05/03/2021 / Digestive Disease & Gastroenterology
The gastrointestinal tract (GIT) acts as a doorway for all the nutrients and various other substances. All the disruptions associated with the intake of food, disorders affecting the GIT and its accessory organs (such as liver, pancreas, gallbladder, etc.) have an influence on the overall health of an individual. Starting from the oral cavity (mouth), the GIT continues through the esophagus, stomach, small intestine, large intestine, and finally ends at the anus. Disruptions in different parts of GIT results in various disorders which are briefly discussed below:
GERD is the most common disorder of the esophagus which is prevalent in about 20% of adults in western culture. It is characterized by the occurrence of tissue damage resulting from the frequent or extended exposure of the oesophageal tissue to acids refluxing from the stomach.
Inflammation (swelling) of the mucosal lining of the stomach is called gastritis. The most common cause of gastritis is the use of aspirin for a long duration of time and the ingestion of alcoholic beverages. Symptoms include a feeling of fullness, nausea, anorexia (reduced appetite), and pain in the upper abdominal region.
A bacteria, called Helicobacter pylori is usually responsible for causing sores/ulcers in the mucosal lining of the esophagus/stomach/duodenum. Along with the infection by H. pylori, the usage of a non-steroidal anti-inflammatory drug (NSIAD) can also significantly increase the risk of formation of peptic ulcers and can cause ulcer bleeding.
The main function of the intestine is to digest and absorb nutrients and water from the food passing through its lumen. Disorders associated with the intestine results in impaired function and can significantly affect the absorption of nutrients from the food. Common problems with frequency and consistency of bowel movements are:
Inflammatory bowel disease is used to describe a disorder that affects your digestive tract, and common IBD disease are Ulcerative Colitis and Crohn's disease.
It is a form of inflammatory bowel disease that causes ulcers and inflammation in the inner lining of the colon and rectum. Major symptoms include abdominal pain, pus and mucus in stools, bloody diarrhea, anemia, and anorexia.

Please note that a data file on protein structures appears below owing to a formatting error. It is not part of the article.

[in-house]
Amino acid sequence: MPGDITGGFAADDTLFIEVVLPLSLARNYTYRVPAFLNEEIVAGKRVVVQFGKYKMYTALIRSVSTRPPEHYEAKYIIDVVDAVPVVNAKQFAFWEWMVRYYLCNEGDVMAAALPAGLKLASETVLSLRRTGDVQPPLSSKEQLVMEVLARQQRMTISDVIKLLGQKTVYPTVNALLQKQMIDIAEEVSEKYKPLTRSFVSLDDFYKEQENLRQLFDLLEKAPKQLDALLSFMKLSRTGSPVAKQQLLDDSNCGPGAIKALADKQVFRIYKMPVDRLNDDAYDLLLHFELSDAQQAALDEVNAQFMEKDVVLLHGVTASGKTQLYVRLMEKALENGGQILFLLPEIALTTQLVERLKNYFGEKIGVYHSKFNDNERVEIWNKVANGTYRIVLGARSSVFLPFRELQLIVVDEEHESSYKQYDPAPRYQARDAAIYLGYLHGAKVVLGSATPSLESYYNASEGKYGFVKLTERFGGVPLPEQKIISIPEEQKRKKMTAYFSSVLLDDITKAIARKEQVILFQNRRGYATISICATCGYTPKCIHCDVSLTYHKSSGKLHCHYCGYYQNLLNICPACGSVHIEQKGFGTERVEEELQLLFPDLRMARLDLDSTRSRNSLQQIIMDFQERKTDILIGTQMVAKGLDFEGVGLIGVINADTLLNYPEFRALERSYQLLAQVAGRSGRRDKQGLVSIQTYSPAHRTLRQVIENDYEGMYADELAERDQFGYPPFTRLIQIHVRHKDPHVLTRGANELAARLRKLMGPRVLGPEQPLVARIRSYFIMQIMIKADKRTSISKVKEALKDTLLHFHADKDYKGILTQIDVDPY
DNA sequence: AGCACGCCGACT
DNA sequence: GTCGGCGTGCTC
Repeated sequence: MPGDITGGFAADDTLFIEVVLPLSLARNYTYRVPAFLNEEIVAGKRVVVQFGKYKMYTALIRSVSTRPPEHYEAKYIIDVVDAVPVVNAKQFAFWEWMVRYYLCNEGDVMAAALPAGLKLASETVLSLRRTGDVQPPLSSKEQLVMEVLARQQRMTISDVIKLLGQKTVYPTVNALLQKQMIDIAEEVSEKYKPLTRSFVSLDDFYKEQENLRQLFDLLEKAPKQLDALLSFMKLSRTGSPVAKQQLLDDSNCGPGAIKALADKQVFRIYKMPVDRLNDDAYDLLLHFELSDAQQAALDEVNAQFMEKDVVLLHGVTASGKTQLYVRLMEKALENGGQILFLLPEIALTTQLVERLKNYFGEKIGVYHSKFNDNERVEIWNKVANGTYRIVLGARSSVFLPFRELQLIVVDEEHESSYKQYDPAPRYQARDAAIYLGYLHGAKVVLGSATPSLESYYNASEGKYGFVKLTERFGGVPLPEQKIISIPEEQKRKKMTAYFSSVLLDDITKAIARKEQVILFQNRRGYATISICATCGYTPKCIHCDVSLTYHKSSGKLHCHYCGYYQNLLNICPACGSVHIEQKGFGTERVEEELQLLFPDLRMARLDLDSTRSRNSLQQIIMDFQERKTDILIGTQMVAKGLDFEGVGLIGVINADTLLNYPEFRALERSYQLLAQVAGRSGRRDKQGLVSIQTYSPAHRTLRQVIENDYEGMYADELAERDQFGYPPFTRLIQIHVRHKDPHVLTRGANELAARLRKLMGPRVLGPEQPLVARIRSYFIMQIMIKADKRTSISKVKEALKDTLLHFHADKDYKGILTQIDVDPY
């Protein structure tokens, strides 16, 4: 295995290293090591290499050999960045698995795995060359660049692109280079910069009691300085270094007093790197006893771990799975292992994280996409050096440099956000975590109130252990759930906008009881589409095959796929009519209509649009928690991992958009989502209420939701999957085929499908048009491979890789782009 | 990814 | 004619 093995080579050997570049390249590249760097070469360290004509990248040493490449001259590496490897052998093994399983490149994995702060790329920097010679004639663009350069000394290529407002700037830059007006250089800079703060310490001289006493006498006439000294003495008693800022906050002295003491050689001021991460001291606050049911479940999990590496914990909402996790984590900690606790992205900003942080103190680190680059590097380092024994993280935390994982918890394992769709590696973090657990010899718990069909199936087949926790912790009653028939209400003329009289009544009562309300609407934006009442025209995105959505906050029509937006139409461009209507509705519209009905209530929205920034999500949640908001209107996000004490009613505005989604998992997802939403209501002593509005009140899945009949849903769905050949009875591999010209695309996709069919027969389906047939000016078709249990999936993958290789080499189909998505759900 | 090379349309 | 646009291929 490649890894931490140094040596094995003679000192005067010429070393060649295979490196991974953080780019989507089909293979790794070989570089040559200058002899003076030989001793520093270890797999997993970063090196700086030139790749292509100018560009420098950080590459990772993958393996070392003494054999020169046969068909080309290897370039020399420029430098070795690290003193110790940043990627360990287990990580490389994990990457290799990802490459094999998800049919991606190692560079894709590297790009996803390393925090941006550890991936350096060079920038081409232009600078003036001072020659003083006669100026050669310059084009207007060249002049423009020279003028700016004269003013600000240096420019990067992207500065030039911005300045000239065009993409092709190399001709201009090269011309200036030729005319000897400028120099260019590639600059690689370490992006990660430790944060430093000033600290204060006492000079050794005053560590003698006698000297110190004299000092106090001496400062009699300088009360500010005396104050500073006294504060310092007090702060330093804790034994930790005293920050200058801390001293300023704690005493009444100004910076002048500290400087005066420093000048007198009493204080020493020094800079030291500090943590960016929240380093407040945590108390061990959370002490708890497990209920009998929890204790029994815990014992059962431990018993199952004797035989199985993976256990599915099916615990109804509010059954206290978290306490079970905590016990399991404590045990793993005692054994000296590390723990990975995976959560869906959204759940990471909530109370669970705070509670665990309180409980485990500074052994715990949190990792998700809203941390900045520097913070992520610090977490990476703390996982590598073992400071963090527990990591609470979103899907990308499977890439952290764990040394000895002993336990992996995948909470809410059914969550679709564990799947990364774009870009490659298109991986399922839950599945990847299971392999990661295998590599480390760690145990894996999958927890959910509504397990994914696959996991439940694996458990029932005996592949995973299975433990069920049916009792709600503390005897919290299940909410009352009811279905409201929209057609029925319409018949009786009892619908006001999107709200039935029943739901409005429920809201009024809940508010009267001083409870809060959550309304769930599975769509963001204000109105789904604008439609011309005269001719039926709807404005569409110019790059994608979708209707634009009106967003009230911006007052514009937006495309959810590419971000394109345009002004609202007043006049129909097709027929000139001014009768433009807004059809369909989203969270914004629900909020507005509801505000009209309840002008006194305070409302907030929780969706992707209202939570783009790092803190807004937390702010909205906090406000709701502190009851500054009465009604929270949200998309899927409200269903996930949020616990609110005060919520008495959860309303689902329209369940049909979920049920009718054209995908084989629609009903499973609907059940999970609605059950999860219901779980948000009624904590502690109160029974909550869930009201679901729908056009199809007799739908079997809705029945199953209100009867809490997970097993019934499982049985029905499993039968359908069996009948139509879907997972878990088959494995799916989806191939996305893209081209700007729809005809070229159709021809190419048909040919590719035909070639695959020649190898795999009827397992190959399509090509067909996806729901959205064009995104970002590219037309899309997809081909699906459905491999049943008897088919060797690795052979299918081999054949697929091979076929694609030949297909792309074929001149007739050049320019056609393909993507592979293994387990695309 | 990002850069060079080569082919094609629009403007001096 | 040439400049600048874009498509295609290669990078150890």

It is a long-term (chronic) inflammatory disorder of the intestine. It affects the GIT right from the oral cavity and extending to the rectum. In this disease, the lumen of the intestine decreases. This results in slower movement of food which causes cramping/abdominal discomfort when the food is ingested. Other symptoms include fever, weight loss, nausea, mouth ulcers, anal fissures, vomiting, etc. Chronic watery diarrhea may occur resulting from bile salt malabsorption, microbial overgrowth, and ulceration.
Diverticulosis is a medical condition characterized by the development of various small pouches (diverticulums) in the mucosal lining of the colon due to chronic constipation. Most people suffering from this disease do not show any symptoms.
IBS is a functional bowel disorder characterized by discomfort or pain in the abdominal region along with various other symptoms such as diarrhea, constipation (or episodes of both), and flatulence.
A change in eating behavior and lifestyle modification can help in controlling GERD. Antacids and antisecretory agents such as antagonists of histamine receptors are also prescribed. Chewing food properly, sitting straight for around two hours after every meal, and having dinner three hours before going to bed are also suggested to such patients to reduce the symptoms.
To reduce stomach acid is the first and foremost step to treat gastritis. This can be achieved by taking antacids and other proton pump inhibitors. The individuals suffering from gastritis are advised to eat food at regular intervals. The foods which can cause stomach discomfort and flatulence (mostly cruciferous vegetables) are avoided. High-fat foods, heavily spiced foods, and strong flavoring compounds are also restricted.
The treatment includes prescribing antibiotics to kill infections along with prebiotics and probiotics which aids in coating the mucosal lining and reduce the formation of ulcers. The patient should take three regular meals and in-between snacks with no added spices and irritants.
Treatment of ulcerative colitis focuses on reducing inflammation. Probiotic bacteria are reported to provide relief in this disease by reducing inflammation and increasing the number of anti-inflammatory molecules in the gut. Medications may be prescribed to reduce inflammation. A low fiber diet is needed to minimize fecal volume as excessive fecal matter can create an obstruction. Red meat, dairy products, artificial sweeteners, and caffeine consumption is restricted.
Anti-inflammatory and anti-diarrheal medications are mostly prescribed. A low fiber diet with high protein and energy is suggested for such patients along with a limited intake of fat.
The main goal of treating diverticulosis is to cure constipation. For this reason, a high fiber diet accompanied by adequate intake of liquids is suggested for such individuals.
Treatment of Irritable Bowel Syndrome depends on the symptoms. Offending foods that can trigger diarrhea or constipation should be identified and avoided. The most common foods identified as a causative agent for IBS are lactose (milk and milk products) and gluten (wheat and wheat products). Treatment of IBS aims to relieve symptoms. Usually, a high fiber diet is suggested to cure constipation and certain lifestyle modifications (such as regular exercise) is advised before prescribing any drug to the patient.
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